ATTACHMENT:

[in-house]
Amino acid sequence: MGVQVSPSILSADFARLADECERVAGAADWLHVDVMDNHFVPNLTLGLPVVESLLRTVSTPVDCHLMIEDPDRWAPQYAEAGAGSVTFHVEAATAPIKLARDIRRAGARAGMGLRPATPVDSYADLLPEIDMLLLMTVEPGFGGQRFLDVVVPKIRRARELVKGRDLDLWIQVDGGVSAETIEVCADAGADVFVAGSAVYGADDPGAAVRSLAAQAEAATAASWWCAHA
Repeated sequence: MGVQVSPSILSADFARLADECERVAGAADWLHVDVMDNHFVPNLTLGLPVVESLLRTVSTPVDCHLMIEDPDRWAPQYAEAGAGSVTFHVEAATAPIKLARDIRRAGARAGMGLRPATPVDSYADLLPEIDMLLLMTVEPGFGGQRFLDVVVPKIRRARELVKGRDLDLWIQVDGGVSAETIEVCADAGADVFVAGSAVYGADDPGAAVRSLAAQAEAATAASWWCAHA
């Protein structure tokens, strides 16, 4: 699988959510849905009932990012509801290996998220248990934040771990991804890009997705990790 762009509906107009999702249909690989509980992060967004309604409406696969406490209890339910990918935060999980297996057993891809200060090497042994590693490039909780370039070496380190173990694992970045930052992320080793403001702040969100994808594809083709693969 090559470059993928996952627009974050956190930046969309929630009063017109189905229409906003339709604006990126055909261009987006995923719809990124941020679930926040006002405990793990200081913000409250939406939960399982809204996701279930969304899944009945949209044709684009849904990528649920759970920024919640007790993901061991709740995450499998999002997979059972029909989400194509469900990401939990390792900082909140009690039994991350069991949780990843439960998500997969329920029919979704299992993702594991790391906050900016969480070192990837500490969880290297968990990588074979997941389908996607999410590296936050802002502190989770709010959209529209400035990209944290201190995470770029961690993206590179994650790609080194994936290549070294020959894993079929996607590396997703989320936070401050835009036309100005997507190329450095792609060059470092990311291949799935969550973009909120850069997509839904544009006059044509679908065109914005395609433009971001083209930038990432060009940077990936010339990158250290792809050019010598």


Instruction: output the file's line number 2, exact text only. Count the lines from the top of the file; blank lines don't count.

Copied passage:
Amino acid sequence: MGVQVSPSILSADFARLADECERVAGAADWLHVDVMDNHFVPNLTLGLPVVESLLRTVSTPVDCHLMIEDPDRWAPQYAEAGAGSVTFHVEAATAPIKLARDIRRAGARAGMGLRPATPVDSYADLLPEIDMLLLMTVEPGFGGQRFLDVVVPKIRRARELVKGRDLDLWIQVDGGVSAETIEVCADAGADVFVAGSAVYGADDPGAAVRSLAAQAEAATAASWWCAHA